It was nice work if you could get it.  And many did.  Before the Japanese.  But it all started to come apart in the 1970s.  When the Big Three were selling junk.  Cars that rusted out in a few years.  Unreliable.  Ugly.  These just screamed “we just don’t give a damn anymore.”  More money went to the workers.  Less into making quality cars people wanted.  No problem for the UAW.  I mean, who else were you going to buy a car from?

Hello, what’s this?  Honda?  What’s that?  I’m not sure but it costs less.  And looks pretty good.  Nice quality.  So why should I continue to pay more for less and buy this junk from the Big Three?  Or so went the thinking.  Yes, the Japanese had arrived.  And they were selling something the people wanted.

Fat Wage and Benefit Packages come back to Bite the Big Three in the Ass

So that was the beginning of the end.  Those fat wage and benefit packages for unskilled labor required higher sticker prices than the market was willing to pay.  So they sold fewer cars.  And the Japanese (and, in time, the other imports) sold more.

But it got worse.  Not only were their revenues falling, but their costs were rising.  The Big Three were around for awhile.  They had an aging work force that was retiring.  And getting sick.  Pension and health care costs soared.  Costs per car soared.  While the Japanese were enjoying economies of scales (the more you sell the less each unit costs to make), the Big Three were bleeding red ink all over their balance sheets.

I was in a meeting one time on the floor of an assembly plant.  I was staring at the part of the line where a worker threw insulation into the bottom of the trunk.  She threw in a pad.  Walked over to her coworker at the next station.  Chatted a bit.  Walked back to her station.  Talked to someone else.  Then threw a pad into the next car on the line.  I could just see the red ink bleed.

The Big Three screwed themselves.  In order to cover those fat wage and benefit packages for their unskilled workers, they have to sell cars for a whole lot more than their competition was.  And they couldn’t.  Imagine McDonald’s workers receiving the same wage and benefit packages as the UAW.  And cooking hamburgers at the same pace.  You’d have to wait in line for 45 minutes for your burger.  And you’d pay over $20 for a Quarter Pounder with Cheese.

Buying American is not Necessarily American

I often see those bumper stickers that ask, “Unemployed?  Keep buying foreign.”  Or something like that.  What these people don’t understand, or choose not to understand, is that more people buy cars than make cars.  Paying more for less helps the few people that build cars.  While they enjoy a very good life, the greater number of buyers of those cars have to get by on less.  So the economy as a whole gets worse.  To help a group of unskilled workers live a better life than our own.

Is that fair?  Making the majority subsidize a minority elite?  Unless you live in North Korea or Cuba, the answer is, of course, ‘no’.  So we choose to buy what gives us the most value for our money.  Which is why the Japanese upstart Toyota would see the day when they would sell more cars than GM.  And why did they reach this remarkable milestone?  Because they were selling what people were willing to buy.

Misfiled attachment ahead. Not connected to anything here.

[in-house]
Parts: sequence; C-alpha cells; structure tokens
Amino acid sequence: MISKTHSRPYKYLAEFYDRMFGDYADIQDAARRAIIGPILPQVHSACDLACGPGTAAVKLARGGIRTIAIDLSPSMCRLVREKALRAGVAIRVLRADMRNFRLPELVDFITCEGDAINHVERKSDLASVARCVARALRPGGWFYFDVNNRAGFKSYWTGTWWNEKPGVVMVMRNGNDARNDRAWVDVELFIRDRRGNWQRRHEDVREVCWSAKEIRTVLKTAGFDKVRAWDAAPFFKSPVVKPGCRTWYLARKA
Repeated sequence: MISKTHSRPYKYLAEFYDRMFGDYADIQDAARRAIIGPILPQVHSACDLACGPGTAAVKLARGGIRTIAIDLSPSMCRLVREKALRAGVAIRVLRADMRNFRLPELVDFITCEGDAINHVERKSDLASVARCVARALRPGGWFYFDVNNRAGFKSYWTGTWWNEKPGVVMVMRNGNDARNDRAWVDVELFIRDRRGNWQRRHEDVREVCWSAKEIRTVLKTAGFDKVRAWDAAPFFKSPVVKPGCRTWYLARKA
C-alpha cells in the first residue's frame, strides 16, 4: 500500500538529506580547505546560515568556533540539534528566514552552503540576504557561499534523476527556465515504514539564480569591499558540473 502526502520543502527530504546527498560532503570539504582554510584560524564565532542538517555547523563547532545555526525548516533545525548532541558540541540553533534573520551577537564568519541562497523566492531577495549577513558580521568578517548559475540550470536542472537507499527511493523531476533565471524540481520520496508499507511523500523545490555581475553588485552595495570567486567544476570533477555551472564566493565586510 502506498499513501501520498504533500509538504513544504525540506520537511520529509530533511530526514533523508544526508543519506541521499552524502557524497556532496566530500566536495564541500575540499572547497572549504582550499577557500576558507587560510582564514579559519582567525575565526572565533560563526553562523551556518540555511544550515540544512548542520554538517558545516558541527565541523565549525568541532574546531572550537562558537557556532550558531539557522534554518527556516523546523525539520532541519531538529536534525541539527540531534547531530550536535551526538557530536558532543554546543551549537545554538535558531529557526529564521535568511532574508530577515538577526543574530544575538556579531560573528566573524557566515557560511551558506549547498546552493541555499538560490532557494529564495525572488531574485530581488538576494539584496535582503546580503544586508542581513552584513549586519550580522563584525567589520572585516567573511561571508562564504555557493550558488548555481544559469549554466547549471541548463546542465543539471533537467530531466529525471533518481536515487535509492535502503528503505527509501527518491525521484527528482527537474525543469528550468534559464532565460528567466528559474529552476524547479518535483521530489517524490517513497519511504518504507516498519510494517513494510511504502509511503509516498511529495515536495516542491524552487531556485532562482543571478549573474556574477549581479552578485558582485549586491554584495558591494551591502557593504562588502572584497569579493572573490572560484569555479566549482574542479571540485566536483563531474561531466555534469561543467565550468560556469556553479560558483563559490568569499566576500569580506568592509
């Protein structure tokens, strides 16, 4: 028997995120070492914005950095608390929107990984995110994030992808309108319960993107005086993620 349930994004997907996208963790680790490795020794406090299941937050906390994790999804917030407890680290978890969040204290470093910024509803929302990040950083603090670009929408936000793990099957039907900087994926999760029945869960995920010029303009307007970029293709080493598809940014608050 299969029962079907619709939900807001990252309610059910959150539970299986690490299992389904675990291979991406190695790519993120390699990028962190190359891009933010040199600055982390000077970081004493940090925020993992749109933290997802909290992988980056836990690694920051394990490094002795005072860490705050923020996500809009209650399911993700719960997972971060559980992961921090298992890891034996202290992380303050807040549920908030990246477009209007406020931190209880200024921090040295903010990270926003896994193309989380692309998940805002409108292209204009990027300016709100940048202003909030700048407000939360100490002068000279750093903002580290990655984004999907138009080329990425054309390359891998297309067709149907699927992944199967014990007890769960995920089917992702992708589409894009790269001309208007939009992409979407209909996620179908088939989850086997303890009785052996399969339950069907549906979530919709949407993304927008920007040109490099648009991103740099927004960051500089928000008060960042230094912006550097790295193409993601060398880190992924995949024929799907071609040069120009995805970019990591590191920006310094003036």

Interestingly, the GM and Chrysler bailouts were not your run of the mill reorganizations.  By the power the government gave itself, they walked all over the Rule of Law.  These companies didn’t have a debt problem.  Not anymore, at least.  Because the government screwed the bondholders.  And who did they reward?  That’s right, those unskilled UAW line workers.  The reorganization gave them shares in the new company for no other reason other than being politically loyal to the Democrat Party.  They weren’t even in the line of secured creditors, but that didn’t stop them from jumping to the head of that line.  Remarkable, really.  The Rule of Law had become merely a suggestion.

And when the union sold those ‘gift’ shares of stock they funded their unfunded pension liabilities.  While retirees who invested their life savings into GM bonds lost everything and had to get a job at McDonald’s.  Because McDonald’s is always hiring.  Because they are always selling something people want to buy.

McDonald’s can still Hire during Bad Economic Times

Like my finance professor said, no company fails because of a debt/cost problem.  A debt/cost problem happens when something happens to revenue.  And the biggest reason a business has a revenue problem is because of competition.  Someone somewhere is selling more for less.  Giving the people more bang for the buck.

During bad economic times, revenue problems quickly turn into cost problems.  For some.  Auto manufacturers may idle a shift at an assembly plant, laying off hundreds.  Because there’s no point in making cars no one is buying.  And these manufacturers simply cannot afford to pay these fat wage and benefit packages if they’re not selling cars.

But not everyone has the same financial problems during a recession.  Some still hire during bad economic times.  McDonald’s for one.  Why?  A couple of reasons.  Their workers don’t belong to the UAW.  Because of this we can still call McDonald’s fast food.  And your typical McDonald’s worker doesn’t own two houses, two cars and a boat.  So we don’t have to pay $37.50 for a #2 combo meal. 

We’re buying what McDonald’s is selling.  So they can hire people.  Even during bad economic times.